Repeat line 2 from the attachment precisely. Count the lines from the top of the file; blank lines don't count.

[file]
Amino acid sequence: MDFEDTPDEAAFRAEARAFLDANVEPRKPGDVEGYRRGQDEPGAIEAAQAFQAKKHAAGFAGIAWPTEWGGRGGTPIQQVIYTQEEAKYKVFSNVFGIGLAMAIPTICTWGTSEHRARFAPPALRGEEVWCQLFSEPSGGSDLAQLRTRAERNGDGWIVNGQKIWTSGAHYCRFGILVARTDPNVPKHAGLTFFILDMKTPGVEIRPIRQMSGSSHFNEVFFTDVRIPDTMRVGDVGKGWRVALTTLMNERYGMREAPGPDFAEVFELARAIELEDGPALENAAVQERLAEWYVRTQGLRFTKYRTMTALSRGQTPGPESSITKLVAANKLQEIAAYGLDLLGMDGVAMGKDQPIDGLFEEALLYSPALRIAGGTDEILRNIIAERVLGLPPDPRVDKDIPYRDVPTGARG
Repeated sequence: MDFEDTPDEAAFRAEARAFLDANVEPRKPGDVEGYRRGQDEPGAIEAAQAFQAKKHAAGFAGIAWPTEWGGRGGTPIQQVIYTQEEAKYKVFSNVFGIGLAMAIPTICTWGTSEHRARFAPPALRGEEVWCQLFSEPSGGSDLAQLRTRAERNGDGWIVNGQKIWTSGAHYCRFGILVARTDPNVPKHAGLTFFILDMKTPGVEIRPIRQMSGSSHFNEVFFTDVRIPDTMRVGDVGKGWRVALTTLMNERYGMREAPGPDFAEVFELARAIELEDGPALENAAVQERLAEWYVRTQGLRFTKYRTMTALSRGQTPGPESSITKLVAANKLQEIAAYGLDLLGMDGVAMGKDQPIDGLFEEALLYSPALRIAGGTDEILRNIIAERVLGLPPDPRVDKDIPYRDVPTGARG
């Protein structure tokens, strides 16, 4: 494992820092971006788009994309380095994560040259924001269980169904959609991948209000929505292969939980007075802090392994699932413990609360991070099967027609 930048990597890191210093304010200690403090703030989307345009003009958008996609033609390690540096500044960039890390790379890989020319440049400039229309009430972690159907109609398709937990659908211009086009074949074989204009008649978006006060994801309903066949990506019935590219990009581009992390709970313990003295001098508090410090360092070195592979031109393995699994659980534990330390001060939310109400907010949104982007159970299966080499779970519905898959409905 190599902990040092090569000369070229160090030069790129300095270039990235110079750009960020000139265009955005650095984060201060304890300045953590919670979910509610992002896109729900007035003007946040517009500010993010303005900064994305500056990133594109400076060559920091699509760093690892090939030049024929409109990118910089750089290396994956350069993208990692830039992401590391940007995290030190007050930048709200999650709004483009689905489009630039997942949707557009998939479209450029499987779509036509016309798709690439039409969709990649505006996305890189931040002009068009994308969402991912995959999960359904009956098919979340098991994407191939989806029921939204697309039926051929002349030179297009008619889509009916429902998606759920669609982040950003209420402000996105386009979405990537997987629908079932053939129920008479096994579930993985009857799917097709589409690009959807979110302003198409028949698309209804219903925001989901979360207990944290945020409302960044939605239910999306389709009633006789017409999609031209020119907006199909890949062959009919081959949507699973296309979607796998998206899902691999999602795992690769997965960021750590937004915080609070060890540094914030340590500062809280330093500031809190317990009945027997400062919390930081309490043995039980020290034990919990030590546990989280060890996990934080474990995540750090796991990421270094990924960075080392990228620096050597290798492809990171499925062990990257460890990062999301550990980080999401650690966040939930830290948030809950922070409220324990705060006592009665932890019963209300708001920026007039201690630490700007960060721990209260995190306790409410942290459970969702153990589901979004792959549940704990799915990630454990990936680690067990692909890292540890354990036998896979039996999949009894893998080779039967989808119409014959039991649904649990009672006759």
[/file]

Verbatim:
Repeated sequence: MDFEDTPDEAAFRAEARAFLDANVEPRKPGDVEGYRRGQDEPGAIEAAQAFQAKKHAAGFAGIAWPTEWGGRGGTPIQQVIYTQEEAKYKVFSNVFGIGLAMAIPTICTWGTSEHRARFAPPALRGEEVWCQLFSEPSGGSDLAQLRTRAERNGDGWIVNGQKIWTSGAHYCRFGILVARTDPNVPKHAGLTFFILDMKTPGVEIRPIRQMSGSSHFNEVFFTDVRIPDTMRVGDVGKGWRVALTTLMNERYGMREAPGPDFAEVFELARAIELEDGPALENAAVQERLAEWYVRTQGLRFTKYRTMTALSRGQTPGPESSITKLVAANKLQEIAAYGLDLLGMDGVAMGKDQPIDGLFEEALLYSPALRIAGGTDEILRNIIAERVLGLPPDPRVDKDIPYRDVPTGARG